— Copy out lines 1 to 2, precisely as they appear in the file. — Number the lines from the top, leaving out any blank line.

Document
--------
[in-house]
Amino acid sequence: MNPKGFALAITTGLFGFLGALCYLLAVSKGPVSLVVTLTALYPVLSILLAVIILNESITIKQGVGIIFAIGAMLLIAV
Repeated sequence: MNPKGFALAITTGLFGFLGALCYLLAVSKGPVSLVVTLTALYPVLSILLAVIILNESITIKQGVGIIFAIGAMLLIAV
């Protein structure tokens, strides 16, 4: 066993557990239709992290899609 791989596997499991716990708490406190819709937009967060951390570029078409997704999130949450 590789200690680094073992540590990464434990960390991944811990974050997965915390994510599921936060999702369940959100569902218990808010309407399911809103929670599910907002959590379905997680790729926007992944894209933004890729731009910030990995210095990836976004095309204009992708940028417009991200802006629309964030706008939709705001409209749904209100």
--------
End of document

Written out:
[in-house]
Amino acid sequence: MNPKGFALAITTGLFGFLGALCYLLAVSKGPVSLVVTLTALYPVLSILLAVIILNESITIKQGVGIIFAIGAMLLIAV